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Using GlobWave data to study piracy

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A 2011 study by the New Zealand Defence Force (NZDF) used GlobWave data to examine the climatic factors affecting piracy in the Indian Ocean. Due to the security problems in the region, no in situ measurements were possible, meaning GlobWave data was uniquely placed to provide the regular, accurate and historic wind and wave height information needed.

The study found a strong correlation between successful pirate activity and both wind speed and wave height, as the figure shows. The study found that the onset of the summer monsoon had a pronounced impact on pirate activity, with pirate attacks all but ceasing during this period. This is due to the large increase in mean daily wind speed that accompanies the monsoon.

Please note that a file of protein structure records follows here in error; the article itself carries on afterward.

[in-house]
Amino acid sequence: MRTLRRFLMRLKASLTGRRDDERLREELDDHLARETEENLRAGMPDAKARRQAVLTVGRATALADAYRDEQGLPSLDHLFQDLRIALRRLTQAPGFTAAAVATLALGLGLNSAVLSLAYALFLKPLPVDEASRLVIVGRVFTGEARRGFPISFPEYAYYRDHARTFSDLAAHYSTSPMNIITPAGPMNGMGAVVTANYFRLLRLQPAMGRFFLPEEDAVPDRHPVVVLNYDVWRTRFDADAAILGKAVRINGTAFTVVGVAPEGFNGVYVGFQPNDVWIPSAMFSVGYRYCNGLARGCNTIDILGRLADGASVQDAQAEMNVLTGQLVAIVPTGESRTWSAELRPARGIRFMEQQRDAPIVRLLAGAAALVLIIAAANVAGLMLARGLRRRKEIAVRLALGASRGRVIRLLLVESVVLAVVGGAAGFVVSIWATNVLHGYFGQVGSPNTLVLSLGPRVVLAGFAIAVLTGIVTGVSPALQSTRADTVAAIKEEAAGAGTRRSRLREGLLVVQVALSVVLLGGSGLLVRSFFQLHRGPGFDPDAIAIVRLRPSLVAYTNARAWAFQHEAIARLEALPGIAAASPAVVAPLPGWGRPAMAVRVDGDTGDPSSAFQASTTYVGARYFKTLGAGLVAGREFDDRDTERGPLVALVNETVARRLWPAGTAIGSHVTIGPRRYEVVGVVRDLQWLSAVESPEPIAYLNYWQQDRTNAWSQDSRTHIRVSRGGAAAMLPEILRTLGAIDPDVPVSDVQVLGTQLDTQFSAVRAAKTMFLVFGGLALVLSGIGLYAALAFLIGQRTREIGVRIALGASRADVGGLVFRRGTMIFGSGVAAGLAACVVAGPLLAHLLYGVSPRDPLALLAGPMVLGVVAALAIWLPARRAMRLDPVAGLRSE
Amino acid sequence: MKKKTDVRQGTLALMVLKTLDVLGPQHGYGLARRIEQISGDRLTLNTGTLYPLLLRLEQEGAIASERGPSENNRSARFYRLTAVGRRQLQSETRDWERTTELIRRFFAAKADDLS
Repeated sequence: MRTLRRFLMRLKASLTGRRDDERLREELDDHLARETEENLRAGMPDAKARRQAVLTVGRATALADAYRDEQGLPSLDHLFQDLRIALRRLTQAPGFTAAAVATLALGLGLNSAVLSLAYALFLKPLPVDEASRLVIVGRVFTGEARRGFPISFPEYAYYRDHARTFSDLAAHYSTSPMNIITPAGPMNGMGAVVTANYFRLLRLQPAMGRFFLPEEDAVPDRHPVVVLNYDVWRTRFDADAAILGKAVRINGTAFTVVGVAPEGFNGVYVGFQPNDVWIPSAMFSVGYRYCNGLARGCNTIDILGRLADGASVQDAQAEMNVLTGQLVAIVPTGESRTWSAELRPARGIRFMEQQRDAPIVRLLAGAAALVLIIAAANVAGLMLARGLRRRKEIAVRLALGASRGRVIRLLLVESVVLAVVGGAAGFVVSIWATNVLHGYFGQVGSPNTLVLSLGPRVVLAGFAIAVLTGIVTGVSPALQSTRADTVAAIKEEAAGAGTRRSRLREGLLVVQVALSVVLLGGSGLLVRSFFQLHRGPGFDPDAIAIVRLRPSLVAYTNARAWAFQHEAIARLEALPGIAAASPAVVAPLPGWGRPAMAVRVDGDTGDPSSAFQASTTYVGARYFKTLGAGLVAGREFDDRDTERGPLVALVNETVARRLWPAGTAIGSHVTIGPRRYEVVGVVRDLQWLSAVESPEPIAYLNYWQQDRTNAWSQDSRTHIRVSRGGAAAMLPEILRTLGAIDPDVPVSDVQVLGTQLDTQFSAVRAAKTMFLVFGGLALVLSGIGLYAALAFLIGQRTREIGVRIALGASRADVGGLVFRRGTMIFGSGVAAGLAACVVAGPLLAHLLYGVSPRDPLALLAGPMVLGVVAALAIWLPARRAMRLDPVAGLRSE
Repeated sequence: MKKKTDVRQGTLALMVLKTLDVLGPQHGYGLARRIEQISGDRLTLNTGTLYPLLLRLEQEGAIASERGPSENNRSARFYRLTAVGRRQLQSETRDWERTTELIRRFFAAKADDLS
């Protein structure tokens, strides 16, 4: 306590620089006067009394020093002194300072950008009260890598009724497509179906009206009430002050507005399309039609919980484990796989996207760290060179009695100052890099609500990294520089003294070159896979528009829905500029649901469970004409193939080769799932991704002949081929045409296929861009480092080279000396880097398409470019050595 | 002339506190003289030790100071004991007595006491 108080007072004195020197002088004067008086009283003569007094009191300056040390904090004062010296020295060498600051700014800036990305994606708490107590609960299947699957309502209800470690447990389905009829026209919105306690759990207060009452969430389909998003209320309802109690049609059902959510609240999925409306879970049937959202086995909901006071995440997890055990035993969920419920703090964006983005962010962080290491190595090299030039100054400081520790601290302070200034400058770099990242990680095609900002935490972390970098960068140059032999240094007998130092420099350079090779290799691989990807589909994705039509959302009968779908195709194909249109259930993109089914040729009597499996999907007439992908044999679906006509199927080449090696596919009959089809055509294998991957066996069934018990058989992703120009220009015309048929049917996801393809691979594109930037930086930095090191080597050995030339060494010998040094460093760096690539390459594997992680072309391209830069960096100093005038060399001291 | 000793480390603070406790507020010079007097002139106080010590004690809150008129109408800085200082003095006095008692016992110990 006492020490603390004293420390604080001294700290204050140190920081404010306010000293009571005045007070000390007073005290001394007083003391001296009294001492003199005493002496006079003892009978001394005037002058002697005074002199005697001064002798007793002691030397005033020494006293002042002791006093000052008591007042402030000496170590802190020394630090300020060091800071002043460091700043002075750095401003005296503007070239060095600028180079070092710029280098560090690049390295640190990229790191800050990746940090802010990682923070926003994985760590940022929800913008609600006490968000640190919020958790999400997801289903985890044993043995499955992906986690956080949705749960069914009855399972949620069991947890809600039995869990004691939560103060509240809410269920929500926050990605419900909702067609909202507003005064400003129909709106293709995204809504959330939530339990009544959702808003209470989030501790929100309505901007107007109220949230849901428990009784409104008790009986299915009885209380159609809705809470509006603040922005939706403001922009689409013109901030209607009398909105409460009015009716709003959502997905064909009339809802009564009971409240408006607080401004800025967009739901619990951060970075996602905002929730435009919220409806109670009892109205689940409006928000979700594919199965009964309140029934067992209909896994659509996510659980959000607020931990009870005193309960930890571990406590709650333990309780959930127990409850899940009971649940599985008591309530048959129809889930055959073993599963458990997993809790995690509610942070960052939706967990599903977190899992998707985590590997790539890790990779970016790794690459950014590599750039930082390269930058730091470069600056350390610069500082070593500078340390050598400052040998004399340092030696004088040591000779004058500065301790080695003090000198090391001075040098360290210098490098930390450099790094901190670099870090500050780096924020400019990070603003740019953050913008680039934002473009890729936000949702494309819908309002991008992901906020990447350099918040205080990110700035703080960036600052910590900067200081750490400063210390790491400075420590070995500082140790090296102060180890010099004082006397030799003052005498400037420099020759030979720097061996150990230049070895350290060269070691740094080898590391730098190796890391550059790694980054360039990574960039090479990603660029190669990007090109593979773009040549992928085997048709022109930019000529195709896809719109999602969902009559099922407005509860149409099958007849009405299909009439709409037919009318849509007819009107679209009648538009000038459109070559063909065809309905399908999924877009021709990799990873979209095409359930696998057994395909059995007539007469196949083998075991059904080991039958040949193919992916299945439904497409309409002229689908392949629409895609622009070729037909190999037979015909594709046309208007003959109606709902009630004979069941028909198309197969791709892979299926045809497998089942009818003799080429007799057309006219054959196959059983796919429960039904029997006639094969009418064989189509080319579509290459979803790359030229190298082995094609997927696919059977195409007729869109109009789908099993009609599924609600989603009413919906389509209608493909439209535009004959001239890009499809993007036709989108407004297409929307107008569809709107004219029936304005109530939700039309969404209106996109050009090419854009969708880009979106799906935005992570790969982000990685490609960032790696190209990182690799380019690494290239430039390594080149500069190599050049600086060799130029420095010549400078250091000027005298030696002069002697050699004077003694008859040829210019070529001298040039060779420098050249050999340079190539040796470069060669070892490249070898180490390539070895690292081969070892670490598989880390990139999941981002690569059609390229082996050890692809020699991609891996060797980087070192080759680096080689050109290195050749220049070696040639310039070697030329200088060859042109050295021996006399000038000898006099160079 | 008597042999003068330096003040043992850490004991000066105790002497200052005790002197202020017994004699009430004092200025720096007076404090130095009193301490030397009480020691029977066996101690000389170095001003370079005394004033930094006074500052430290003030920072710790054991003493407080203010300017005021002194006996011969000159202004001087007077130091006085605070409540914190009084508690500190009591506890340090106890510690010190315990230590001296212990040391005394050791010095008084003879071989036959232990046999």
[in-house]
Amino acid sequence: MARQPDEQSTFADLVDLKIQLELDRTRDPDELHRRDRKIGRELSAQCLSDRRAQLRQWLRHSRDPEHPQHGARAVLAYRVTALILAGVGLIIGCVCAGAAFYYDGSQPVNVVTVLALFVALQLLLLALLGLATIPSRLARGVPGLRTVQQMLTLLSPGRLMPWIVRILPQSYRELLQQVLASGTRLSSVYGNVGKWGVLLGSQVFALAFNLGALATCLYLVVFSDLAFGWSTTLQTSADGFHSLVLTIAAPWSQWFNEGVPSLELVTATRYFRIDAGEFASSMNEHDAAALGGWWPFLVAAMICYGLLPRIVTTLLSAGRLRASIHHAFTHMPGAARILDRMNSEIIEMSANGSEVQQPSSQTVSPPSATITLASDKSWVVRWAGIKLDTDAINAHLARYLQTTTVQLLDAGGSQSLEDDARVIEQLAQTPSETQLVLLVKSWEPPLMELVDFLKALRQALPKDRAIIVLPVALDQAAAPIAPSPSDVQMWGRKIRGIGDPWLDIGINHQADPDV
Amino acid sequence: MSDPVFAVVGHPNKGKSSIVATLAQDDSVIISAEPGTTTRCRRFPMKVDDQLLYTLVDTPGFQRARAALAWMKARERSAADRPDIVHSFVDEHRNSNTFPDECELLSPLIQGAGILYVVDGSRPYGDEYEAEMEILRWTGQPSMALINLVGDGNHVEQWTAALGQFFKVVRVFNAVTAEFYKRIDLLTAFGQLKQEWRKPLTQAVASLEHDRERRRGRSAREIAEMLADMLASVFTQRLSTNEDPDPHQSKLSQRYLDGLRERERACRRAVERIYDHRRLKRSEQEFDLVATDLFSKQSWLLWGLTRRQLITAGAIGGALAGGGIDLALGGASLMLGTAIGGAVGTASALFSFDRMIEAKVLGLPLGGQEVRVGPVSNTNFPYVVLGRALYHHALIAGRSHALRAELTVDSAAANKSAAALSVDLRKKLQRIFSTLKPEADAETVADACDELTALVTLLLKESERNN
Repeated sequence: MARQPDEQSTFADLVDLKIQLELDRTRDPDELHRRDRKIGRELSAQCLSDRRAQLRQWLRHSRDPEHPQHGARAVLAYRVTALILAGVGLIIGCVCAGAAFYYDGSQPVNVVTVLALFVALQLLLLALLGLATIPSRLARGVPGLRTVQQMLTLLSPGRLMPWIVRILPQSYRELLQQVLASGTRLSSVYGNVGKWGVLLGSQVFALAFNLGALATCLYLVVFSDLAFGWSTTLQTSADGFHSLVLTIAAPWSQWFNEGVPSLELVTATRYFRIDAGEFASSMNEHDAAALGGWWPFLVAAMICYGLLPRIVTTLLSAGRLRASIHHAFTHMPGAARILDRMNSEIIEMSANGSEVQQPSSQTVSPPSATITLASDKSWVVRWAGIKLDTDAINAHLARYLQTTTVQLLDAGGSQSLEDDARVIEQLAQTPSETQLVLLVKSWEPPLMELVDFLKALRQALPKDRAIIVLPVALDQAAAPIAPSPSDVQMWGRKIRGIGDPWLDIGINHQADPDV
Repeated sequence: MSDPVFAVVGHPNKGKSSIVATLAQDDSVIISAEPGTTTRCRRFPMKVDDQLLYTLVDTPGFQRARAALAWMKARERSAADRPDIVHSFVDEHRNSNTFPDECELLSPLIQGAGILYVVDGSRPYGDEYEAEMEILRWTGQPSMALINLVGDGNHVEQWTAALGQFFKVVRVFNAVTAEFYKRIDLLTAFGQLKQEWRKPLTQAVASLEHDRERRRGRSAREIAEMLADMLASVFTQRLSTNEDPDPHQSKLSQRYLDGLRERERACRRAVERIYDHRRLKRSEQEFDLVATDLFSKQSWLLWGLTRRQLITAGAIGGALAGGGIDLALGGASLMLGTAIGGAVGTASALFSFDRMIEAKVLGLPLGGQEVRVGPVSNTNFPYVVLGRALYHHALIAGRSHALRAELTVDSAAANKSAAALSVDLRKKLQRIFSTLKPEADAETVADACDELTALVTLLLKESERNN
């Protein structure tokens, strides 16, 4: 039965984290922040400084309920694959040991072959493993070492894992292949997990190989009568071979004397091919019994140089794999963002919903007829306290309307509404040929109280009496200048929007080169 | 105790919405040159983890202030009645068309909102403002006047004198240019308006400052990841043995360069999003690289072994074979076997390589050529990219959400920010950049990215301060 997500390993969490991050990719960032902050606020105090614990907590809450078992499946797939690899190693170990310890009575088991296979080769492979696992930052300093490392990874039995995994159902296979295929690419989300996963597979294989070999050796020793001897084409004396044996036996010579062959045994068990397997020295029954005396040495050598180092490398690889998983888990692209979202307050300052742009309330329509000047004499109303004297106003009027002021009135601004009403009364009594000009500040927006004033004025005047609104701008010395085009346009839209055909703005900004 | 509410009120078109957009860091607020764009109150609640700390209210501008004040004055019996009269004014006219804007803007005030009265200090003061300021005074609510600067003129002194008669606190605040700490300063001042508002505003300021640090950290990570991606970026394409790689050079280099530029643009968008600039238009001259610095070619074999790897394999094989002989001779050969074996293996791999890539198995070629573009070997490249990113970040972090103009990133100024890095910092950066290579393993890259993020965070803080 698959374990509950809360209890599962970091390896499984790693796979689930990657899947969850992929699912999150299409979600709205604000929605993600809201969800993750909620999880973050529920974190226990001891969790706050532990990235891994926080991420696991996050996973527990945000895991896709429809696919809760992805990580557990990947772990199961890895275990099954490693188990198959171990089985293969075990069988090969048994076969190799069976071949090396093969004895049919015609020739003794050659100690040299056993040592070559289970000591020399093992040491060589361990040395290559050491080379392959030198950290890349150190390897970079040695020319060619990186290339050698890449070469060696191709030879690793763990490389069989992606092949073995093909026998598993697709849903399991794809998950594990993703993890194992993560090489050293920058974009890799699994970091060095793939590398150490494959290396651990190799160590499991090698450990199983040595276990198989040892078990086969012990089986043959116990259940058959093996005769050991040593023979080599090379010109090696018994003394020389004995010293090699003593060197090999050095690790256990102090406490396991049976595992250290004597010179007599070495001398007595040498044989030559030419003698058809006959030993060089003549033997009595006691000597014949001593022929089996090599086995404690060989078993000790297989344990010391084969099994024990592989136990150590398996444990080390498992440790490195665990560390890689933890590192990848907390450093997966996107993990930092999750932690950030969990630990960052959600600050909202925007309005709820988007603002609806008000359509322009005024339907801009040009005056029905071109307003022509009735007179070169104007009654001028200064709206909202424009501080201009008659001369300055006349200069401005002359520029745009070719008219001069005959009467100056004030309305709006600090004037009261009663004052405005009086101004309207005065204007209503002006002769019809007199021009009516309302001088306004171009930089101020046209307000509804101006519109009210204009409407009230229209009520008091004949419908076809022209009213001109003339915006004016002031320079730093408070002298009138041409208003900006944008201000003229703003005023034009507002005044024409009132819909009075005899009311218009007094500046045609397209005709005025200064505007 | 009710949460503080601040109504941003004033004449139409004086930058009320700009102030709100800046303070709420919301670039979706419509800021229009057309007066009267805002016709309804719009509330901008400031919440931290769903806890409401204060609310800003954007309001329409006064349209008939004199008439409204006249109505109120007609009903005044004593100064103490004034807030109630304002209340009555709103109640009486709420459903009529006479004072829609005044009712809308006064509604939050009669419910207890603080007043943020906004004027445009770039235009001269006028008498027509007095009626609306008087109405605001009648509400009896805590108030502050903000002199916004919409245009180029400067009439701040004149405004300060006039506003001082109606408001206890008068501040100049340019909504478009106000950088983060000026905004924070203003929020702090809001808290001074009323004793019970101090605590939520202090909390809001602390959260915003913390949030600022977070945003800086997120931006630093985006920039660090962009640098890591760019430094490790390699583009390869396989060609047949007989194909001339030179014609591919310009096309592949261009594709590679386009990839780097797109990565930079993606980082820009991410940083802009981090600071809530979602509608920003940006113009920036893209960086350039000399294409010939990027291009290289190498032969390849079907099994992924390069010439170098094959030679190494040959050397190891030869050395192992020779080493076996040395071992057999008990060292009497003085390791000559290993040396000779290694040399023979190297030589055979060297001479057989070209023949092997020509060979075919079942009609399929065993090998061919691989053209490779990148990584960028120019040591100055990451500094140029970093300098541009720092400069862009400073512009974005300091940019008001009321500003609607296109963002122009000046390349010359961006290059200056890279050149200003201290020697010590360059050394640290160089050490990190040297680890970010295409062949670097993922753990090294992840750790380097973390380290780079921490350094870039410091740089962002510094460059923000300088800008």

Sally Garrett, who co-authored the paper said: “What we like about the GlobWave database is that it provides different data from a number of altimeters all in the same format with a very short turnaround time between collection and being available online. In the NZDF we have very small teams of people work on projects, so the ability to access an external database (rather than develop one is house), enables us to include data from a greater number of platforms and analyse a longer time series”.

This study was presented in December 2011 at the International Congress of Biometeorology in Auckland, New Zealand and the full paper can be downloaded here.